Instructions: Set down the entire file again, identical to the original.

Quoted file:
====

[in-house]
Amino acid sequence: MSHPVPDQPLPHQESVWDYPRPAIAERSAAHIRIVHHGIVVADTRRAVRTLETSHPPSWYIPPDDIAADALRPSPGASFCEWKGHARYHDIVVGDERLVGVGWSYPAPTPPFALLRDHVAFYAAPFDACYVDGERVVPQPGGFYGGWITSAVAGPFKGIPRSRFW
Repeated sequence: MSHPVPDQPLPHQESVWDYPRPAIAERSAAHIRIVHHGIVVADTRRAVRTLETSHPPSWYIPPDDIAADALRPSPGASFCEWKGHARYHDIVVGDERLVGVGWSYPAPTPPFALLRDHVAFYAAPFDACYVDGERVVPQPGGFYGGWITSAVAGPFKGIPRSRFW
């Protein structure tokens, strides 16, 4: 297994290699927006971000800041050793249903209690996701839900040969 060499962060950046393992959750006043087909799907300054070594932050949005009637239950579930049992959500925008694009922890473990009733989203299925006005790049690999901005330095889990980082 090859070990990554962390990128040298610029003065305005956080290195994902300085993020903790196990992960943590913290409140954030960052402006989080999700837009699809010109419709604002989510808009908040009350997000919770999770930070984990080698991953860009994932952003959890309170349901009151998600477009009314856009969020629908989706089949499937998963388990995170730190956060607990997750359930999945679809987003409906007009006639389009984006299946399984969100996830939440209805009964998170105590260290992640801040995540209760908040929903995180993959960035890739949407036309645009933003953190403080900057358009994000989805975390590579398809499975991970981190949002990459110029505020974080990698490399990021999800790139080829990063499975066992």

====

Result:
[in-house]
Amino acid sequence: MSHPVPDQPLPHQESVWDYPRPAIAERSAAHIRIVHHGIVVADTRRAVRTLETSHPPSWYIPPDDIAADALRPSPGASFCEWKGHARYHDIVVGDERLVGVGWSYPAPTPPFALLRDHVAFYAAPFDACYVDGERVVPQPGGFYGGWITSAVAGPFKGIPRSRFW
Repeated sequence: MSHPVPDQPLPHQESVWDYPRPAIAERSAAHIRIVHHGIVVADTRRAVRTLETSHPPSWYIPPDDIAADALRPSPGASFCEWKGHARYHDIVVGDERLVGVGWSYPAPTPPFALLRDHVAFYAAPFDACYVDGERVVPQPGGFYGGWITSAVAGPFKGIPRSRFW
């Protein structure tokens, strides 16, 4: 297994290699927006971000800041050793249903209690996701839900040969 060499962060950046393992959750006043087909799907300054070594932050949005009637239950579930049992959500925008694009922890473990009733989203299925006005790049690999901005330095889990980082 090859070990990554962390990128040298610029003065305005956080290195994902300085993020903790196990992960943590913290409140954030960052402006989080999700837009699809010109419709604002989510808009908040009350997000919770999770930070984990080698991953860009994932952003959890309170349901009151998600477009009314856009969020629908989706089949499937998963388990995170730190956060607990997750359930999945679809987003409906007009006639389009984006299946399984969100996830939440209805009964998170105590260290992640801040995540209760908040929903995180993959960035890739949407036309645009933003953190403080900057358009994000989805975390590579398809499975991970981190949002990459110029505020974080990698490399990021999800790139080829990063499975066992």